Update July 2012: This was one of the first efforts to comprehensively review anthropology textbooks for fall 2011 with regard to Neandertals, Denisovans, and findings of admixture. There were several updates posted (search on “Denisovans” for more), and two related content sections: Denisovans, Neandertals, Archaics as Human Races and More Mothers than Mitochondrial Eve.
Fall 2011 is the first full academic year featuring splashy press reports of admixture between modern humans and both Neandertals and Denisovans. These are exciting times for the human origins segment of Anthropology 101, but we need to go beyond current textbooks. We also need to defend against racist interpretations of admixture data.
The textbooks are deficient on Neandertals, Denisovans
In 2011, not a single four-fields textbook mentioned the 2010 Denisovan finds, and only one–the Scupin and DeCorse textbook that became available in July 2011–discusses the Neandertal interbreeding.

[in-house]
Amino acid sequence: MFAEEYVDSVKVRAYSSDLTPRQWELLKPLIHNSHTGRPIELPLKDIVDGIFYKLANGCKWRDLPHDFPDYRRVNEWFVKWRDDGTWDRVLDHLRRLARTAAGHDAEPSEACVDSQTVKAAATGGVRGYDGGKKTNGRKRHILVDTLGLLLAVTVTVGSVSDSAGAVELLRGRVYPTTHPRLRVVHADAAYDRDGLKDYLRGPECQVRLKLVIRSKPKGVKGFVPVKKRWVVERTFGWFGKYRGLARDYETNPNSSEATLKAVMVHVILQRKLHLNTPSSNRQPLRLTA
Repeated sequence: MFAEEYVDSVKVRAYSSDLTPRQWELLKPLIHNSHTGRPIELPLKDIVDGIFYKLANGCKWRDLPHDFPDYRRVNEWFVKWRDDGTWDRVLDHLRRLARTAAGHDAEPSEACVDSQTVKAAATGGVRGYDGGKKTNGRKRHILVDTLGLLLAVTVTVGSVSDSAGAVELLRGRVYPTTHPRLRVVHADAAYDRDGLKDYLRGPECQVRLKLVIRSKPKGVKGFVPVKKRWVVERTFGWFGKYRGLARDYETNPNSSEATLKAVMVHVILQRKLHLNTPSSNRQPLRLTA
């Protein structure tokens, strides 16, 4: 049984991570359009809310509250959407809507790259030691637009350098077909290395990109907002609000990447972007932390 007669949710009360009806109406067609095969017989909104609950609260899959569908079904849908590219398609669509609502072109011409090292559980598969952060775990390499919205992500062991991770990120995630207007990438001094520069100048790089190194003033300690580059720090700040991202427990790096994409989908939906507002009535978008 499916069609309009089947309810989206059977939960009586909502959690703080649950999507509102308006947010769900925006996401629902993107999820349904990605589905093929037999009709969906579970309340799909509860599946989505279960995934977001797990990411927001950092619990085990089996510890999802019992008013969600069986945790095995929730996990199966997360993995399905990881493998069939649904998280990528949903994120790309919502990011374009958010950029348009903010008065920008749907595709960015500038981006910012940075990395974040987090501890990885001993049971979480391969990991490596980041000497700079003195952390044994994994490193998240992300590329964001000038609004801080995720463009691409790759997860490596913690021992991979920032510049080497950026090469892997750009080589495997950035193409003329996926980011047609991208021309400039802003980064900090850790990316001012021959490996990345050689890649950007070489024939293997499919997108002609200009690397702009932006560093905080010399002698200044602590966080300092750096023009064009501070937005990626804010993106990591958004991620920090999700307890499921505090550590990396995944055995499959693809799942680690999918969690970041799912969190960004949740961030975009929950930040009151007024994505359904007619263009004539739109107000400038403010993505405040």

Obviously revisions have to be in the pipeline long before print editions emerge. Of course we cannot blame textbooks for not having up-to-the-minute currency–after all, even peer-reviewed articles in the geneticist community are playing catch-up: “the shifting landscape has caught many geneticists off their footing” comments John Hawks, who predicts “a large-scale reorganization of the science of human origins is upon us.”
Nevertheless, there is the deeper problem of how textbooks have generally portrayed scientific consensus around the out-of-Africa replacement hypothesis, while underplaying, omitting or misrepresenting multiregionalism. As the balance shifts, it becomes more obvious how much of a mistake that has been, as Alan R. Templeton warned in Genetics and Recent Human Evolution (2007). Templeton’s recovery of Franz Weidenreich’s trellis is a great place to become reacquainted with gene flow.
At the end of this post I review each of the 4-field introductory textbooks, ranking them by how each can accommodate the new finds. I would not choose a textbook solely by this test, but it is an important consideration.